WaSH-UP Principles

WaSH-UP Principles: Key Elements of a Successful WaSH Facility

As we discovered the successful components and areas of improvement in the assessment of the Mandela Park WaSH facility, we were able to identify the key elements of a successful WaSH facility. These principles make up the Water Sanitation and Hygiene Upgrading Programme, and were used in the planning of the Zwelitsha facility.
The success and longevity of a WaSH-UP Programme is based on 6 core principles:pie chart

1.       Community Has Responsibility and Ownership

  • Community-Driven Solutions: When designing a communal toilet facility, community involvement is essential. A top-down government implemented approach to water and sanitation will not succeed because the facility must fit the specific needs of a community. As one size does not fit all, it is best for the community to have a say in the design and implementation of their own facility.
  • Community-Driven Operation: The community is responsible for the operations and maintenance of the facility. The people hired as caretakers come from the community but the entire community is responsible for maintaining the condition of the facility.
  • Creation of Livelihood: The community’s involvement in the operation of the facility allows for job creation as community members are hired as caretakers, and security guards.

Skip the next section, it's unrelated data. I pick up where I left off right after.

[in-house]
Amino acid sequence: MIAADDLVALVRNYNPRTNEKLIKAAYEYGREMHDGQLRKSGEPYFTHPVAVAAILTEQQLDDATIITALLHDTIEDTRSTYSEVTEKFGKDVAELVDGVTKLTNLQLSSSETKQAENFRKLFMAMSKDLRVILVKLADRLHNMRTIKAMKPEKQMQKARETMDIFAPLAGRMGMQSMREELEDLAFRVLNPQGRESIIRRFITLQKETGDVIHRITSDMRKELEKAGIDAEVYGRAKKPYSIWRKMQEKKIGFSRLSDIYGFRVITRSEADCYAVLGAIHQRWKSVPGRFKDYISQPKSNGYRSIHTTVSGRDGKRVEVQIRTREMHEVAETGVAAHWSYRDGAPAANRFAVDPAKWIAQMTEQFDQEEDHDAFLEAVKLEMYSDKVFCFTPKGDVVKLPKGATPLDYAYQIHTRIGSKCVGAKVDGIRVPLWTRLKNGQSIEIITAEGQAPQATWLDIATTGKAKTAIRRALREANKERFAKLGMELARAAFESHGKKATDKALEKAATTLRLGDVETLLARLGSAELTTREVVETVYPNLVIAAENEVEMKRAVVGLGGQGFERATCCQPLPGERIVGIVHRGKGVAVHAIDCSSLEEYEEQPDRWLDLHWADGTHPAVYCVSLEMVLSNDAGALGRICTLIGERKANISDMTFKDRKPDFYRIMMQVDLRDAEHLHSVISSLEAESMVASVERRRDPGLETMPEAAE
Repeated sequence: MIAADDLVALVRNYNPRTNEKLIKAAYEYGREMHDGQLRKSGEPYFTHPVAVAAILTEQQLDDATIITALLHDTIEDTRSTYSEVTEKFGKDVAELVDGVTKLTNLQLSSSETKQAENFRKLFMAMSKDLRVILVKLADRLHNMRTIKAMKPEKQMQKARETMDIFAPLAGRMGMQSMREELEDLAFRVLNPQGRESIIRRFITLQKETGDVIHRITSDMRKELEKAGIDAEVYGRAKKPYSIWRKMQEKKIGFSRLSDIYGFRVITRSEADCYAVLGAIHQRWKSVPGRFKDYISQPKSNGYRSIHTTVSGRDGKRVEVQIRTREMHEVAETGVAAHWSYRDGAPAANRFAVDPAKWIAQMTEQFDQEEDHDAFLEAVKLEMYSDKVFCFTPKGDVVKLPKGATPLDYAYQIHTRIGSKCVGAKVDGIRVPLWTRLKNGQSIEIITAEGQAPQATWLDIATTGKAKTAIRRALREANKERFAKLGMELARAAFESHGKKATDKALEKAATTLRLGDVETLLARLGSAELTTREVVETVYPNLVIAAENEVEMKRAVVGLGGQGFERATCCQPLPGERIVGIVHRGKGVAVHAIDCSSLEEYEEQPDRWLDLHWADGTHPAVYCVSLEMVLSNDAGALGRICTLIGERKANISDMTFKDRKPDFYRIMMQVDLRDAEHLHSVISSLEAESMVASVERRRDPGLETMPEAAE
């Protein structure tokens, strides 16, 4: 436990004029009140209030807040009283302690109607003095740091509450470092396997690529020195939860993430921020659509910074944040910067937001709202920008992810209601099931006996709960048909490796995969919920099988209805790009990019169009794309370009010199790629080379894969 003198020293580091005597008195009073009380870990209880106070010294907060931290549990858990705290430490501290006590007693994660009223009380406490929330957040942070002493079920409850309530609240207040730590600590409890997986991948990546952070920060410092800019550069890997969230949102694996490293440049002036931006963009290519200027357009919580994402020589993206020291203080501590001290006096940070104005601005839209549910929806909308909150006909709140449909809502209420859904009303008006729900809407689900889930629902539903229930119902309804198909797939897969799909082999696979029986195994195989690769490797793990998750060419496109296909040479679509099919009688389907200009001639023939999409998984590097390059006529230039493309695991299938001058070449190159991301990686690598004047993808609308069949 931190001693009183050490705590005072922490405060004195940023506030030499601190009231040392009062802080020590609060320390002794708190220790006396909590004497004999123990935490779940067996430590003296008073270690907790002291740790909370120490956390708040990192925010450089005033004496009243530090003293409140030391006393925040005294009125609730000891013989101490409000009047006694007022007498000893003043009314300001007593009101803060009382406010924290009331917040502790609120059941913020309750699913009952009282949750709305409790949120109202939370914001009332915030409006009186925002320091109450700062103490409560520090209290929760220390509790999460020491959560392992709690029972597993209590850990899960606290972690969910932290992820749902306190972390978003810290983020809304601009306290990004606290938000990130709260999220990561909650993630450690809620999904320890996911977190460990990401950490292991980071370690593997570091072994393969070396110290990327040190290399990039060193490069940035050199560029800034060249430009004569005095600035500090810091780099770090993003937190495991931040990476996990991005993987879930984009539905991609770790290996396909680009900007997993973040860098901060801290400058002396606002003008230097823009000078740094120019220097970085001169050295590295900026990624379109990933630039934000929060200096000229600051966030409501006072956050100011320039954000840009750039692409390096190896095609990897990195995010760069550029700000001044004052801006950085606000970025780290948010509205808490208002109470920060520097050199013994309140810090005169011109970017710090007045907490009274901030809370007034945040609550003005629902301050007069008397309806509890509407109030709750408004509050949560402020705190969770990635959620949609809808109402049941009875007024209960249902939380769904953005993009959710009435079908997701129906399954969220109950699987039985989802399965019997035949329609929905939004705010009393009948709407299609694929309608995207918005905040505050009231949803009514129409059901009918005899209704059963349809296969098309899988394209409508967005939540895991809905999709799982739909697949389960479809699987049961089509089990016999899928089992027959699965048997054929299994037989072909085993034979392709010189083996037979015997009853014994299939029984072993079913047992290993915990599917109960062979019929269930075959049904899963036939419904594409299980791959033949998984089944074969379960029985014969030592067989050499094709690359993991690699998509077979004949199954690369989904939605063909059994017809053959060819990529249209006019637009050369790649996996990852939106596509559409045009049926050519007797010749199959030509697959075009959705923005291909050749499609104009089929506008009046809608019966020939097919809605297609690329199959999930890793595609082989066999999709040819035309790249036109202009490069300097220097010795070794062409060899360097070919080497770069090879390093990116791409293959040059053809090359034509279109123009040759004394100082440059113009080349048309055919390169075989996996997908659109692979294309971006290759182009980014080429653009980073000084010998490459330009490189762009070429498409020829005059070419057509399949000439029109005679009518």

2.       Full-Service Facility Meets WaSH Needs

It is important that the facility is not simply an ablution block, but a centre that has all of the basic water and sanitation needs of the community. Where there are toilets, there should also be water taps, hand washing sinks, and laundry basins.

3.       Public Health Programme

A WaSH facility can be used as a centre for public health education as it pertains so heavily to water, sanitation and hygiene. Caretakers can facilitate the spread of public health knowledge through workshops.

4.       Multi-purpose Facility Increases Usability

Multi-purpose use of the facility is an element that increases usability of the centre. As people have more than one reason to come to the facility, whether that is to use the toilet, clean laundry, or fetch water, they are able to become comfortable with it and are more likely to embrace it as part of their community.

5.       Multi-partner Involvement

Multi-partner involvement is an important element to the design, construction, and operation of a new WaSH facility. The commitment of several parties will help to see the construction to completion, and check in on the operations of the facility once construction is complete. Involvement must be consistent with all partners’ core values and commitments.

6.       Management Facilitates Maintenance and Fosters Program Development

It is important that caretakers be hired from the community to clean and maintain the facility. It is also important to have a WaSH-UP Coordinator to make decisions when needed, report to CORC any issues, and to strategize the best operational budget.